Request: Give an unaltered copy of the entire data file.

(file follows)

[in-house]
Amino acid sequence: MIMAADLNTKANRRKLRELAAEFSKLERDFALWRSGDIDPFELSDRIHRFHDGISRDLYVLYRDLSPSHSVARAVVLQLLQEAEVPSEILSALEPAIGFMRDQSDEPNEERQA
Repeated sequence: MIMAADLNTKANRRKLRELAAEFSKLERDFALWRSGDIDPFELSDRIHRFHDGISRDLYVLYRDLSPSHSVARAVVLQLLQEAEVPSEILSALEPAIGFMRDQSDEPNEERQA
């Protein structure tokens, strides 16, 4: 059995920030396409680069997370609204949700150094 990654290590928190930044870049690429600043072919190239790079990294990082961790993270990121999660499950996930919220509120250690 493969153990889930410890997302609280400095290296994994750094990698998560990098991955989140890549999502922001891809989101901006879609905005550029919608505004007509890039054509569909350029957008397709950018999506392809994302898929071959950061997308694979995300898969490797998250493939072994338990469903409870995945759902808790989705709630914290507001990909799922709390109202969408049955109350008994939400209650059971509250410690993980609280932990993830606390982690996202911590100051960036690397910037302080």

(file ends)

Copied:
[in-house]
Amino acid sequence: MIMAADLNTKANRRKLRELAAEFSKLERDFALWRSGDIDPFELSDRIHRFHDGISRDLYVLYRDLSPSHSVARAVVLQLLQEAEVPSEILSALEPAIGFMRDQSDEPNEERQA
Repeated sequence: MIMAADLNTKANRRKLRELAAEFSKLERDFALWRSGDIDPFELSDRIHRFHDGISRDLYVLYRDLSPSHSVARAVVLQLLQEAEVPSEILSALEPAIGFMRDQSDEPNEERQA
């Protein structure tokens, strides 16, 4: 059995920030396409680069997370609204949700150094 990654290590928190930044870049690429600043072919190239790079990294990082961790993270990121999660499950996930919220509120250690 493969153990889930410890997302609280400095290296994994750094990698998560990098991955989140890549999502922001891809989101901006879609905005550029919608505004007509890039054509569909350029957008397709950018999506392809994302898929071959950061997308694979995300898969490797998250493939072994338990469903409870995945759902808790989705709630914290507001990909799922709390109202969408049955109350008994939400209650059971509250410690993980609280932990993830606390982690996202911590100051960036690397910037302080």